What…More Art??

Yes, I’m still on my art buying kick, but will need to stop soon as our house is starting to look like an art gallery!  Which, now that I think about it, is really not a bad thing. 🙂 Growing up we had very little art. Just wasn’t a priority or a passion for my parents. In fact for a time my dad’s hunting rifles were displayed on our living room walls. So it’s a delight for me now to have such an eclectic personal and for-sale collection displayed around our house.

Small Watercolor Find

I did buy this lovely watercolor by K. Rodko (Konstantin Rodko – 1908-1995).

Rodko-painting

A self-taught artist originally from Latvia, he is known for his “naive art.” From what I’ve been able to find out so far, his bigger oil paintings sell in the $200-$700 range. This small watercolor painting is somewhat atypical of his work, but still holds the promise of future profit

One That Got Away

I bid early on this fantastic J. (John) Neumann still life, but knew it would escalate in a bidding war at the end. Which it did! I dropped out early.

neumann-painting

Similar paintings of his typically sell for $300 – $500. This one sold for $354.

Market Too Saturated

I found a sweet painting by H. Hargrove that seemed a possibility. (Interestingly H. Hargrove is actually Nicolo Sturiano (1941 – ) but chose his artist nom de plume by sticking his finger in a phone book.)

hargrove

Unfortunately I discovered he is very prolific and there are hundreds (and hundreds) of his paintings and serigraph prints on eBay alone. Most of his Americana paintings like this one sell for $20-$70. So while it’s nice, potentially there would be little profit and a lot of competition.

Biggest Investment

So far my biggest investment purchase is a tiny (6.5″ by 4.75″) gouache painting by listed artist Rip Matteson (1920 – 2011). A California native, Rip is best known for his female nudes and cartoons that appeared in major magazines.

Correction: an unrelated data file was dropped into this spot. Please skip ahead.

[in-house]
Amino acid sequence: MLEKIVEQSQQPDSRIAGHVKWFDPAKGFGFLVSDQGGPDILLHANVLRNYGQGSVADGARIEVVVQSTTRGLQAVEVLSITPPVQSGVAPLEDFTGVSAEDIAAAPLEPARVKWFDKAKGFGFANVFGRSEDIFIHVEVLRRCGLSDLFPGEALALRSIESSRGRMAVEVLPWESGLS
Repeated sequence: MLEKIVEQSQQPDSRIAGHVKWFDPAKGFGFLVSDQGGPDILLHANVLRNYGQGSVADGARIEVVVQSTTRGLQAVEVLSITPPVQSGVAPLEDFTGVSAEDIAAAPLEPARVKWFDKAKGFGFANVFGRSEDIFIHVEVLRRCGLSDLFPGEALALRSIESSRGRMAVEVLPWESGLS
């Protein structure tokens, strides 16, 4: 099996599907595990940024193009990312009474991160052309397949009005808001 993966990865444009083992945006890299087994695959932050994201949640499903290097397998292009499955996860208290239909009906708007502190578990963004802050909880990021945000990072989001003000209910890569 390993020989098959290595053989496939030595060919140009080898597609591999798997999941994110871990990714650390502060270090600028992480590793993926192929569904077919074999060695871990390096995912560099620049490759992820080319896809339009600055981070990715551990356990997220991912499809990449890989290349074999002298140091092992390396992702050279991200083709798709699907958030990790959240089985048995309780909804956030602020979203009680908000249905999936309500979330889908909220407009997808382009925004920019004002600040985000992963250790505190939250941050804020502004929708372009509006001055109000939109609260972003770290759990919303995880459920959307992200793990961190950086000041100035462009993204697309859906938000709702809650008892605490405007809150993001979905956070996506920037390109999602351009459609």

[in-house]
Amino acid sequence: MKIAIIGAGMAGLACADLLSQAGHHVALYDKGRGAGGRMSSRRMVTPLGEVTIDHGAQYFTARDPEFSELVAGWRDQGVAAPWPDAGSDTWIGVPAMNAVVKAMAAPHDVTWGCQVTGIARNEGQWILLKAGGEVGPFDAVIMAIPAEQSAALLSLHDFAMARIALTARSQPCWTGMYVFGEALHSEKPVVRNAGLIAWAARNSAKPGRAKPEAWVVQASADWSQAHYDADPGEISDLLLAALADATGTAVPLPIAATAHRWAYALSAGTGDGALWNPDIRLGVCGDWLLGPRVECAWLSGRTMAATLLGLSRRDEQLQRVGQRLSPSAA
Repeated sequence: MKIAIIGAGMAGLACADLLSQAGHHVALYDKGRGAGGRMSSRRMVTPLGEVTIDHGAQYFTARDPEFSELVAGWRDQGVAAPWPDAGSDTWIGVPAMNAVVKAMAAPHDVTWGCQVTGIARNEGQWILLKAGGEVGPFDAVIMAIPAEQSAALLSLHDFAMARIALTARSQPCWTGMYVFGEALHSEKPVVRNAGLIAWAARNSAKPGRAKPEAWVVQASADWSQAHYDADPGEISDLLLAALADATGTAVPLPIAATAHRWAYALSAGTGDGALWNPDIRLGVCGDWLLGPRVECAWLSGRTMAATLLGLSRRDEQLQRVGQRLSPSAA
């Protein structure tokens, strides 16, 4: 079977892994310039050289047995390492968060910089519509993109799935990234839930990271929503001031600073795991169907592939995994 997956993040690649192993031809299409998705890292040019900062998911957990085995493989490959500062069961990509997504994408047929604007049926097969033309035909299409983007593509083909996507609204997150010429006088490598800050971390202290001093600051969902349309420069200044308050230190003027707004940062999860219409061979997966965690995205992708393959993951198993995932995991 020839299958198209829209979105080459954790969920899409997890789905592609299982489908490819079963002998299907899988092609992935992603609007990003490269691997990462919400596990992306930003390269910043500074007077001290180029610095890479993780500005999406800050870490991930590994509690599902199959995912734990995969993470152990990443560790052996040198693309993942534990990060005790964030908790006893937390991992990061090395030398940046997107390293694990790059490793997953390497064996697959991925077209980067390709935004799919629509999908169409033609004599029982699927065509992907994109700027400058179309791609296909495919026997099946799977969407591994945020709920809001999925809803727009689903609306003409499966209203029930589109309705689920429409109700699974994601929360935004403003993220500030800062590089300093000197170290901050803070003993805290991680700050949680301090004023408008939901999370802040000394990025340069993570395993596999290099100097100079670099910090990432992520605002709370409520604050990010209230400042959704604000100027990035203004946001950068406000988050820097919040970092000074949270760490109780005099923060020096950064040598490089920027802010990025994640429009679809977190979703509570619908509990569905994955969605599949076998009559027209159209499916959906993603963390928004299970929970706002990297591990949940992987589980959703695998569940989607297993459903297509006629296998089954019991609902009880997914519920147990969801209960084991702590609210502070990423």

rip-rome

Rip spent some time as a student at Scuola di Belle Arte in Rome and it is believed that this cityscape is from that time (1940s). The original linen matting around this picture is stained so I may pony up for new matting and framing despite the additional cost. Time will tell if this was a wise purchase! Regardless, I really like it.

An Antique Hand-Colored Print

A quick rummage at Goodwill led me to find this very old framed print. While the image isn’t particularly appealing to me (he looks so stern), it was exciting to find a print, likely from the 1800s, in a thrift store. (I’ve had a good look at it using my jeweler’s loupe and don’t see any dot-matrix that you’d see in a newer reproduction and it appears hand colored.)

I’ve been trying to figure out the writing on this piece: “T. Johann oz”? and “Montegruel”??? So far googling hasn’t brought up anything useful and I’ve tried variations on the letters. I debated removing the fragile paper on the back and some of the nails to get a better look at the print to give me more clues but it’s so well secured that I fear damaging it in the process. And realistically, it’s unlikely to be worth much, so perhaps I won’t mess about trying to open it up.

Well, since I’ve used a fair whack of $$ on art lately, it’s time to focus on listing and selling!!

Happy hunting,

Karen

P.S. Vintage clothes and home decor are on sale in my store.

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